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How to Get Out of a Parking or Speeding Citation Ticket

In my younger days, I did a lot of stupid things. Some of these stupid things included speeding, or parking in places I knew were illegal. One of the things I quickly learned about citations related to my driving practices is that tickets can be expensive. Not only do you have to pay a fine when you receive a citation, but you will also see an increase in your auto insurance premiums [3]. If you find yourself constantly being cited, you might end up becoming uninsurable.

If possible, you want to try to avoid receiving a ticket for your driving related behaviors. The good news is that you can reduce the chances of being issued a ticket for parking or for speeding.

Documenting Mistakes

One of the best ways to get out of a parking or speeding ticket is to document mistakes made. Whether you are speeding or being cited for your parking behaviors, a mistake can render the ticket void. If something is wrong on the ticket — the time, date, street in question, your state of residency, etc. — the citation will be dismissed in many cases. However, you will have to document the mistake.

Additionally, if signs are unclear, or visibility is difficult, it can be grounds for dismissal of the ticket. Take pictures of the area to bolster your case, emphasizing that the signs are hard to understand, or that speeds or parking instructions are not clearly marked.

Pulled Over? Be Polite

One of the best ways to get out of a ticket when you are pulled over is to be polite. While I have paid my share of fines, I have also managed to get out of a couple tickets as well, simply by being polite. Address the officer in a courteous tone. Don’t argue. Sit with your hands on the steering wheel as the officer approaches. Once the preliminaries (getting your insurance and license documents) are out of the way, you can ask, politely, to see the radar. In many jurisdictions, you have the right to see the radar, and to know if the radar device was recently calibrated.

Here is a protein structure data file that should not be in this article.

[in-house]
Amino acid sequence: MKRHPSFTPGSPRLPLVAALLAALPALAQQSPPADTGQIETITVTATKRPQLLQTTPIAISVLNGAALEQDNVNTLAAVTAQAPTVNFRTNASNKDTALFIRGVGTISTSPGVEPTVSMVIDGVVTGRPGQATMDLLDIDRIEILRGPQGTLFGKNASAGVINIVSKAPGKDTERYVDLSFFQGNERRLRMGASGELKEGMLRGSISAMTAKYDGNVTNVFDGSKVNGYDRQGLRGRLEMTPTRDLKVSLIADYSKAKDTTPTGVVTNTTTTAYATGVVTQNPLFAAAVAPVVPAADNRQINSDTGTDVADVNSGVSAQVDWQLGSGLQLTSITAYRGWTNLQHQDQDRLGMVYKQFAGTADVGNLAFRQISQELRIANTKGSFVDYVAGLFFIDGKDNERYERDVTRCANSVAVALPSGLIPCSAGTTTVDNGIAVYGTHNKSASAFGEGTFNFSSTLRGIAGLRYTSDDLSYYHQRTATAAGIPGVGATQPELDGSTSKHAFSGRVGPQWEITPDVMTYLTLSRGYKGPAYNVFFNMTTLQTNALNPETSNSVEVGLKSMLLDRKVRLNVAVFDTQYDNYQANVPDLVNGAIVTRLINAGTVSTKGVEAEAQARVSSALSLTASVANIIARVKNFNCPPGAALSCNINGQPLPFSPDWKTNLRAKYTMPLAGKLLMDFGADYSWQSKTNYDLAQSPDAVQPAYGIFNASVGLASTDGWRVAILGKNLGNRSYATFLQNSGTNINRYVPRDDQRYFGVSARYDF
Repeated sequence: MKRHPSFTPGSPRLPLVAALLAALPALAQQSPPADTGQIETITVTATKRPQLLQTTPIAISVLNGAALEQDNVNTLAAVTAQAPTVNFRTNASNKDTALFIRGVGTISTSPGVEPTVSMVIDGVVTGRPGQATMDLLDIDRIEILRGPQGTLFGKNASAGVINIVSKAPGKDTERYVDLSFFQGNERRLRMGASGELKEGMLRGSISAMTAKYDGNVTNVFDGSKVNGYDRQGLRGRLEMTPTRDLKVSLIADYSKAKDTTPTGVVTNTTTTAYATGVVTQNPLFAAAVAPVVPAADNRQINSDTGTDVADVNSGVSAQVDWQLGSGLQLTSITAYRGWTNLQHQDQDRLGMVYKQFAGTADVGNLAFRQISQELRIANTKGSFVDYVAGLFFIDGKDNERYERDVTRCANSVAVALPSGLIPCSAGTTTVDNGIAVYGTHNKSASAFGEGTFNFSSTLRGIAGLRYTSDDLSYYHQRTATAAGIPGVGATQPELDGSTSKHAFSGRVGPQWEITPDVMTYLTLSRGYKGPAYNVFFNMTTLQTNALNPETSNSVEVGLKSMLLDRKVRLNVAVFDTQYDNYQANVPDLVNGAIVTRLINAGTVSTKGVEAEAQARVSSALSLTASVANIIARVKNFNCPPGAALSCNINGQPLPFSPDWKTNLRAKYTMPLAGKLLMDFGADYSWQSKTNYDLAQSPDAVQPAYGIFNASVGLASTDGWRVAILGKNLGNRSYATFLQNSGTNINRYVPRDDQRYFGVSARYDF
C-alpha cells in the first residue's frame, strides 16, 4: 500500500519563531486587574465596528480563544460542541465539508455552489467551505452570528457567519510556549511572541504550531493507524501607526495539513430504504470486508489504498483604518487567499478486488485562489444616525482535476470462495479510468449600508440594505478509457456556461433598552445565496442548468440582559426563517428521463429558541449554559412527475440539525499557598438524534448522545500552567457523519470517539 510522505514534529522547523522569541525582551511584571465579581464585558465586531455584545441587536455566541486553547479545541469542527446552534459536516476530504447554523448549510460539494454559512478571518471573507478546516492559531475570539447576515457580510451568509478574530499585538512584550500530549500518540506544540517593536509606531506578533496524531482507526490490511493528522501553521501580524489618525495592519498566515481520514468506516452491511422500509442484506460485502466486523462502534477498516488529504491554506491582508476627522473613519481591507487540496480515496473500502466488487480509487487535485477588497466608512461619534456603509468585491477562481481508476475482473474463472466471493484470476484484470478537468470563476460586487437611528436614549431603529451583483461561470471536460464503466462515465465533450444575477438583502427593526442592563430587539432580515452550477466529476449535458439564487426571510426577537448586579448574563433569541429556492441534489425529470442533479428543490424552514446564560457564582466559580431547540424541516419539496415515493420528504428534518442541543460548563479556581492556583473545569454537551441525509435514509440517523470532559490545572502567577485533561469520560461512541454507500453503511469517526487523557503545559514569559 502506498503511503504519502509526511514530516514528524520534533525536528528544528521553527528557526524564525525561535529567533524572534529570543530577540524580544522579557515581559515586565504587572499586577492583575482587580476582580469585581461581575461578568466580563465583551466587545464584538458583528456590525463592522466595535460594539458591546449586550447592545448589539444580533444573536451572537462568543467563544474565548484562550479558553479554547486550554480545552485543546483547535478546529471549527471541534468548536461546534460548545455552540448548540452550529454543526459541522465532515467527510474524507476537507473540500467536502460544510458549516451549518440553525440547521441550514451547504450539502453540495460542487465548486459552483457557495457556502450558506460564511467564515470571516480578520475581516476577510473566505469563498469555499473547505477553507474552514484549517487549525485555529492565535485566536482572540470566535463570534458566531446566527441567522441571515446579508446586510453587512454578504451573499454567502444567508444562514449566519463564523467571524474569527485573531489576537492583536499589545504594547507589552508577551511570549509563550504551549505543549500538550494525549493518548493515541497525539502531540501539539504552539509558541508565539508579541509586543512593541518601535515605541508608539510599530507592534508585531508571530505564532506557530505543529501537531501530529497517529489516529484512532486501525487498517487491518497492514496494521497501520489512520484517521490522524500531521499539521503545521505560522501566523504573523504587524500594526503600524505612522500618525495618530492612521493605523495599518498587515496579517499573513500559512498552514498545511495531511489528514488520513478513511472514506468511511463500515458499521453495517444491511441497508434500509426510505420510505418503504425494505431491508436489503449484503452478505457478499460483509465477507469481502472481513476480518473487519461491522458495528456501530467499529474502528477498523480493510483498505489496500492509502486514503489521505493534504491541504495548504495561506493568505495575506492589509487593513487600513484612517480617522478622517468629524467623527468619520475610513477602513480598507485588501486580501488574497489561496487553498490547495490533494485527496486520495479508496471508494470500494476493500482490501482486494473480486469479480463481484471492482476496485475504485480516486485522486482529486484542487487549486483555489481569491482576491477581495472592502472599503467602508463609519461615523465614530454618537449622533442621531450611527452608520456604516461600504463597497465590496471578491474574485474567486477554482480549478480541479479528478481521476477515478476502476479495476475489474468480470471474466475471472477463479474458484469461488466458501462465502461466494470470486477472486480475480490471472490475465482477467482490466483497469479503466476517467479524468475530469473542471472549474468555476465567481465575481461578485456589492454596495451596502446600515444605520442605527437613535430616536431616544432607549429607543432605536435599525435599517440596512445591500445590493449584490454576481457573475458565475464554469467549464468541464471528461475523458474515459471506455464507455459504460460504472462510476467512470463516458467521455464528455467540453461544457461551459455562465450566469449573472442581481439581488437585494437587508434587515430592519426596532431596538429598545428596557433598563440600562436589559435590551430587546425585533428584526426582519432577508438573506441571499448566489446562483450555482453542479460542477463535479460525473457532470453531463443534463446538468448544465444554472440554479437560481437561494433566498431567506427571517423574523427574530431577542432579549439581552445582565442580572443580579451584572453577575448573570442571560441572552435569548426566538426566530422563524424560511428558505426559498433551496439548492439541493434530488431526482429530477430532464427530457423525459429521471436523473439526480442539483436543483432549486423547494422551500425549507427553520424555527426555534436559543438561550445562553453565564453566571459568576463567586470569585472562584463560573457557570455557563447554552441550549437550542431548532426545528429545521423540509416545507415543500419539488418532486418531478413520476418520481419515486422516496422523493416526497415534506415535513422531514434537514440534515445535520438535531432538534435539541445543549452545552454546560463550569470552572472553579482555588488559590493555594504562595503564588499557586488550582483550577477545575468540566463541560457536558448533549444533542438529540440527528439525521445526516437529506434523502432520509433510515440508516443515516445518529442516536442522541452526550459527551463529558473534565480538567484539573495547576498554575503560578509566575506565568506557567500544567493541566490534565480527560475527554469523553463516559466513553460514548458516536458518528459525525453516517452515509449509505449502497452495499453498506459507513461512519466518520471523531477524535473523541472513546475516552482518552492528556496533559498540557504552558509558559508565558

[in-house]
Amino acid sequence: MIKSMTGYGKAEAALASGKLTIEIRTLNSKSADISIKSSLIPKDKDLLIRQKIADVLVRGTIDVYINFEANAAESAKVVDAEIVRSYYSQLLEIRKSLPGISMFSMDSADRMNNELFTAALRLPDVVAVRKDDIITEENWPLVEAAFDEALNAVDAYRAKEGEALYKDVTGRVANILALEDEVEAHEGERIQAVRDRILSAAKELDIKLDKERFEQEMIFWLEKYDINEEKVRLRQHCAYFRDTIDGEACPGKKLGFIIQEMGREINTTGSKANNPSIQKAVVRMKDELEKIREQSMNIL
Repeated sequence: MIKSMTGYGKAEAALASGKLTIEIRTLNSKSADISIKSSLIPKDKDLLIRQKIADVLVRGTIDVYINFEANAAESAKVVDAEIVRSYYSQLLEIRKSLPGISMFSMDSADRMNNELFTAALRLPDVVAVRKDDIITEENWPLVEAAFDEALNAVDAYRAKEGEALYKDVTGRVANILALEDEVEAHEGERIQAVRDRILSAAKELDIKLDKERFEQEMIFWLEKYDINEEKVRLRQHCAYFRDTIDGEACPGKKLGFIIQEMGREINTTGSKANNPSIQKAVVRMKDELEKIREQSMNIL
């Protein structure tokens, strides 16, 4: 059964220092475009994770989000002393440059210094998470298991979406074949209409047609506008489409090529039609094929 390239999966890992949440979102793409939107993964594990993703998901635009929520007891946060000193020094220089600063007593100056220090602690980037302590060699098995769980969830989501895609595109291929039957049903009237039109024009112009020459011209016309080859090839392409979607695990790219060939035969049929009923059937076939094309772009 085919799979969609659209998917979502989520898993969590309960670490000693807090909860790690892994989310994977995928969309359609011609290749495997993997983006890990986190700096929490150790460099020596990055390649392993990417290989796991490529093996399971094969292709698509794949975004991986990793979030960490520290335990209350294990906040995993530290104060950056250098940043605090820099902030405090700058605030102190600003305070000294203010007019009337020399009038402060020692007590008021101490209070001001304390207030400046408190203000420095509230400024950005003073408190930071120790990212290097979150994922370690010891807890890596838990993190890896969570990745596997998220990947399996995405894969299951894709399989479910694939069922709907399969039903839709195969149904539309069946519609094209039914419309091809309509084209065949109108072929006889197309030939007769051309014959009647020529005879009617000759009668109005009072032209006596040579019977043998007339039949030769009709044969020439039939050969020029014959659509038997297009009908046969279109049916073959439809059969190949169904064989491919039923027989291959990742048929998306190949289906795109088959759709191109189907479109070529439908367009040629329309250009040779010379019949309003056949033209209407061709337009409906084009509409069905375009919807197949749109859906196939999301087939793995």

Don’t press the point, though, if the officer says no. Keep the answer noted, though, so that you can present that information in court. Indeed, it might be a good idea to note down the conversation as soon as you can, in order to keep it fresh, and to have available for court.

At any rate, politeness, acknowledging that you might be in the wrong, and apologizing might help get you out of the ticket, as can asking about the radar, since it might signal that you are on top of things, and understand your rights.

Going to Court

You don’t have to plead guilty when you initially go to court. Indeed, in some cases, when you arrive they will agree to keep points off your license, or not report to the insurance company, if you pay your fine and agree to attend traffic school, or agree to court supervision. Even though you pay your fine, the important thing is that you don’t see an increase in your insurance premium, and you avoid adding points to your license.

If this is not an option, you can always plead not guilty and prepare to fight the ticket [4], and have a court date set for a hearing before a judge — or even a jury trial. In some jurisdictions, if the police officer misses the court date, you automatically get your ticket dismissed. Whether or not the ticket is dismissed or settled, you have your chance to plead your case. If you can back up your assertions with evidence, and show that, other than this mistake, you are an upstanding citizen, you have a better chance of having the ticket dismissed.